Maps of the U.S. flashed across the screen with lines showing the flow of illegal drugs. The maps looked like a jumble, but Lake County Sheriff’s Sgt. Dale Navarro clarified what it all meant.
“We are a hub, all the drugs come through Chicago,” he said during a forum Monday at Ela Area Public library. Chicago is the primary route for heroin and cannabis, which ultimately affects Lake County’s drug trade, he said.
Where drugs come from is important to know as the county’s drug epidemic intensifies, Navarro said.
The Sinaloa Cartel supplies 80 percent of drugs to the area, he said. Sinaloa is located in a Northwestern Mexico. Drugs are a $3 billion business in Chicago alone, with heroin, cocaine and marijuana being Cartel’s primary markets, he said.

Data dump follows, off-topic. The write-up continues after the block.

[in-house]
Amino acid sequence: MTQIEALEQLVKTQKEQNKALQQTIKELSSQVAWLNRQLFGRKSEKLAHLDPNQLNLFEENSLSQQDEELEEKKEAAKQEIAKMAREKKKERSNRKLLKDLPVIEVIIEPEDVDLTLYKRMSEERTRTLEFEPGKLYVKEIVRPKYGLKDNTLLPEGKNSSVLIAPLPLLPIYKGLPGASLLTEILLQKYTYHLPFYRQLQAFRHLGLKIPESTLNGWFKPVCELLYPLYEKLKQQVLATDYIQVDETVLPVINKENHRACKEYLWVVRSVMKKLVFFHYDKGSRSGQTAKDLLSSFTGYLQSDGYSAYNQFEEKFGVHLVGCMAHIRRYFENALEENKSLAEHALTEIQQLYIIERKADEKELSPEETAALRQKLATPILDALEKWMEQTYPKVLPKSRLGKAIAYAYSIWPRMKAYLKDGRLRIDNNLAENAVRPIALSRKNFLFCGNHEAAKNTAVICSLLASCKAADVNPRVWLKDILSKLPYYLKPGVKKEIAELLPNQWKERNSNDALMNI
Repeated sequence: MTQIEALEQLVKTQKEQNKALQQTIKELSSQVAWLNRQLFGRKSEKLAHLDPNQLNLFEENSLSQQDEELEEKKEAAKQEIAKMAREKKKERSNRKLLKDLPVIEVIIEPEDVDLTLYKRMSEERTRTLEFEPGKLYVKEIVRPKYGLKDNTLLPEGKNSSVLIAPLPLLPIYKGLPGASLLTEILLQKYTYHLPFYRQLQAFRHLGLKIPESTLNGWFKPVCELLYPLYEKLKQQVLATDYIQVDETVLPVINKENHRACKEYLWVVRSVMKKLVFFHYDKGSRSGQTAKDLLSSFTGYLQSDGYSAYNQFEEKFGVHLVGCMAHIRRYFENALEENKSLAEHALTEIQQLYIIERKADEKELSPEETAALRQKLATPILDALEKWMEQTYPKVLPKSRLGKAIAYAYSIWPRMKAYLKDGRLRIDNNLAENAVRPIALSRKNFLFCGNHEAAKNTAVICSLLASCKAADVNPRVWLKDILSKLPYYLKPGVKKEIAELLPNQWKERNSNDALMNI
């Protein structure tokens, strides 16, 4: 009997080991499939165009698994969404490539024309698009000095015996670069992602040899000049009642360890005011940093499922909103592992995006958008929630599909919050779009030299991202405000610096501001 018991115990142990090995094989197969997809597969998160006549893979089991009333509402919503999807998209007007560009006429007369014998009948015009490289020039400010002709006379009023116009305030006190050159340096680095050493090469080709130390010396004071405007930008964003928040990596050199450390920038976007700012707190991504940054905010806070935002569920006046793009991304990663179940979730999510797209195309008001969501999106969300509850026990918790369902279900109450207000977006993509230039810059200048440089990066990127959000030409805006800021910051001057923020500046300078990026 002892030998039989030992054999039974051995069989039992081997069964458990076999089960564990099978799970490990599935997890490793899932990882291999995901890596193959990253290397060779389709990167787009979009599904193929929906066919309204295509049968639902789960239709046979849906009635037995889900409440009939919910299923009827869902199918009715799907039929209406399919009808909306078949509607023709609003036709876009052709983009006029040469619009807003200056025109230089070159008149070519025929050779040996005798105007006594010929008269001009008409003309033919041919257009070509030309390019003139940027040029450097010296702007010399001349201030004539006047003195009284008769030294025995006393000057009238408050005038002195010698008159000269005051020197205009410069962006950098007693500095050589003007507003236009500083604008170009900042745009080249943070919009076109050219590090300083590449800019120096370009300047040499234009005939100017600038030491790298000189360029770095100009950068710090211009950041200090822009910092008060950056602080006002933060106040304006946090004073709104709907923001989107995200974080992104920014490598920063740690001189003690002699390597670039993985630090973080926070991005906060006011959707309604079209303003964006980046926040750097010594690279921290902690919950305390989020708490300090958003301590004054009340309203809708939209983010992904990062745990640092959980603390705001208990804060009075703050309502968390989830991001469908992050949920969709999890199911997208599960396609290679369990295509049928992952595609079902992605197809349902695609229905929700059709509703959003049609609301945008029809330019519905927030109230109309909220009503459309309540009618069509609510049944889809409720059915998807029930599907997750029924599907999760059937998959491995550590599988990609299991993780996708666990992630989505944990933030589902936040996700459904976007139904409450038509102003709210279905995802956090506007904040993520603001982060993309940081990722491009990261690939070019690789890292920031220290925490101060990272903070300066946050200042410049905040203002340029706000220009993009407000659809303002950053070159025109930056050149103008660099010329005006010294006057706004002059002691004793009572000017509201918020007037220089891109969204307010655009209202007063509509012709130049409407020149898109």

Chicago was just named murder capital of American for its murder rate in 2012, he said. The violence is tied to street gangs, which distribute the drugs across the region, even in Lake County.
“If you don’t think what happens in Chicago doesn’t affect us in Lake County, you are lying to yourself,” he said.
“Did anybody know these facts? It’s important to know because we are facing a serious battle,” he said.
Street gangs in Lake County aren’t blatantly selling on street corners, the gangs are being sneaky and not trying to attract attention, he said. But dealers have a marketing strategy.
“The dope dealer will give it away to our kids. At the end of the week, they own that soul,” Navarro said.
Tackling supply and demand
Lake County Sheriff Mark Curran said the sheriff’s office has a two-prong approach to deal with the epidemic focusing on targeting suppliers while trying to cut demand by educating the community about the dangers.
“We are gathering intelligence, we are going after the top levels (of street gangs) and we are doing a great job,” he said.
“At the end of the day, we can go after street gangs, but if there is a demand, more street gangs will take the risk,” Curran said.
Ultimately, trying to control demand is hard because people have free will, he said.